Need to recover from dieing hard drive

Posted on 2006-11-25
Medium Priority
Last Modified: 2010-04-27
I Have a sata 400gig hard disk which has gone bad.  I had a backup of all but about 30gig of information that I had inadvetantly left off the backup schedule.

The disk can be seen in the BIOS but will not allow the OS to fully boot when it is attached even though it is not the boot drive. Tried in 2 different PC's and same problem.

I bought a copy of Spinrite which appears to be detecting and recovering the bad sectors near the start of the disk. Problem is it is taking hours and hours to do about 30 meg. I initially did a level 2 pass and it completed to the end (28 hours) and reported a number of fixes along the way. Problem was it still had the same issue and will not allow xp to boot when connected (PC hangs). Take it off and the pc boots again no problem.

I tried running the analysis again on level 4 and it came up with errors again at the start and then took hours again not getting very far at all. It seems that it may be getting bad again and again near the start.  I have tried starting the level 4 analysis at say 25% and it runs through without errors.

Given I only want a small part of the disk back I don't really need to recover the whole thing. Additionally it seems that just the start of the disk is having repeating issues. What I need is a recovery program that can create a boot CD which I can boot from (As I cannot get into windows with the drive attached) and then allow me to selectively recover the files that I want hopefully avoiding the mess there seems to be at the beginning).

From researching posts I can't see such a program. I really don't want to have to leave this recovery going for what could be weeks on level 4 (yes really) when I need this data faster than that. I realise there are data recovery services however if at all possible I'd simply like to recover myself.

Frustrating that Spinrite can read all the data from say 25% but gives no options to copy off to any disk etc (with smarts to tie into the NTFS etc)...

Is there anything out there that can selfboot (no windows) and allow selective recovery of part of a disk?
Question by:slater27
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LVL 16

Expert Comment

ID: 18011511
If you have access to second computer, easy connect your drive as second disk and try to read it. Or buy a new one , install OS again and connect your disk.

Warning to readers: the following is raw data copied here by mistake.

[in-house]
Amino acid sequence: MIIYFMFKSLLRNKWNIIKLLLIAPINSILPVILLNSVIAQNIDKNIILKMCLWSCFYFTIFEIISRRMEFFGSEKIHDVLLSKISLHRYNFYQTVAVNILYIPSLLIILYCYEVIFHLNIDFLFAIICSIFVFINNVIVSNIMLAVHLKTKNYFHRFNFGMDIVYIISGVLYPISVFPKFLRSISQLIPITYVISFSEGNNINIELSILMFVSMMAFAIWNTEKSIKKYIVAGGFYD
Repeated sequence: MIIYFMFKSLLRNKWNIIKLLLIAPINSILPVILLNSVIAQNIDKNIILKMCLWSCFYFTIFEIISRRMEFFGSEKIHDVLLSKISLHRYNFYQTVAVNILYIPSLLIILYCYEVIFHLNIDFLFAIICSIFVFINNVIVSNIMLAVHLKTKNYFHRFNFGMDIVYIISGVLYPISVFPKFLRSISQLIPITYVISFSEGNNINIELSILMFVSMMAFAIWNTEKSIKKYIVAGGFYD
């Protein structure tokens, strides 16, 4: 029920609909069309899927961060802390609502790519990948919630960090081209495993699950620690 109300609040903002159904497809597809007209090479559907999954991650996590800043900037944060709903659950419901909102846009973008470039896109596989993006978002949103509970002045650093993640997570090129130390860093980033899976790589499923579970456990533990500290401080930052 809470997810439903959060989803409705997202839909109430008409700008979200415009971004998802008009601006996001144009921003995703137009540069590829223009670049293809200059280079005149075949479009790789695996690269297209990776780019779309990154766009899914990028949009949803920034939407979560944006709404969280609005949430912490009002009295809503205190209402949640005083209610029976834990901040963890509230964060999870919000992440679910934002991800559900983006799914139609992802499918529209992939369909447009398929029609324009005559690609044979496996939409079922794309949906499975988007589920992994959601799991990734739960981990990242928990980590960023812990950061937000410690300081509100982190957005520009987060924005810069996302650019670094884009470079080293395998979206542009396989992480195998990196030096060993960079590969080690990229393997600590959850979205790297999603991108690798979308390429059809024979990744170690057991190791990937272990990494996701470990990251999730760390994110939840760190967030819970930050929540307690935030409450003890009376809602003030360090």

Be aware with data recovering programm, they can delete all your data if will be used wrong recovering algorithm.
LVL 70

Expert Comment

ID: 18011553
Although a direct connection is best for data recovery, if the disk is readable in the area's you want to recover data from (no guarantee of that), then hook it up to an external SATA-USB adapter cable (http://insidecomputer.stores.yahoo.net/seatasatousb.html) ... or to an external case for a SATA drive.   Then you can safely "hot plug" the drive after your PC is on; and you MAY be able to read the data via the SATA-USB bridge.
LVL 70

Expert Comment

ID: 18011556
... by the way, it's normal for Spinrite to run for MANY hours if it hits some really bad areas of the disk.   The "Dynastat" process takes a long time ... and runs for EVERY bad sector it encounters.
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LVL 88

Expert Comment

ID: 18011713
And sometimes it also helps running it a couple of passes.

A lot of SATA mainboards are already hotswappable, so you could just try adding the drive when windows is up!
LVL 11

Assisted Solution

AlexanderR earned 400 total points
ID: 18012424
Two things to try.  Both worked for me.

Windows for some reason is trying to read the whole table at once upon boot up (or insertion of external storage). That takes time and if partition table is corrupt this process is going to hang the whole system as it will not give up reading it, and probably make things worse in the process.
What i did in that case was to boot into some linux distro (any at all, that understands NTFS, all of them these days), mount the drive if isnt already and copy stuff over (preferably one by one).  Linux puts less stress on partition table. Got all the stuff recovered that way when windows would just helplessly hang. And no specialized software required.

There is also another way, but its risky, so before doing it oppinion of other experts is needed.

If beginning of hard disk is damanged (which is the worst place of all) then computer will not respond. Reason is, OS is trying to read partition table which is located at the beginning of the drive which is the area where it is damaged.  It can't so it stops.

In that case you have to make the OS think its empty so it stopps bothering with it until its better time and way to do so.

My suggestion is to erase the partition and its table so drive appears blanck. OS should but successfuly as it wont even trying getting into something it doesnt understand (blank for that matter).  Once you booted up, fire up my life-savior - GetDataBack for NTFS and let it scan the drive. It will find files that are still written on the surface of disk which you can then copy to your working place.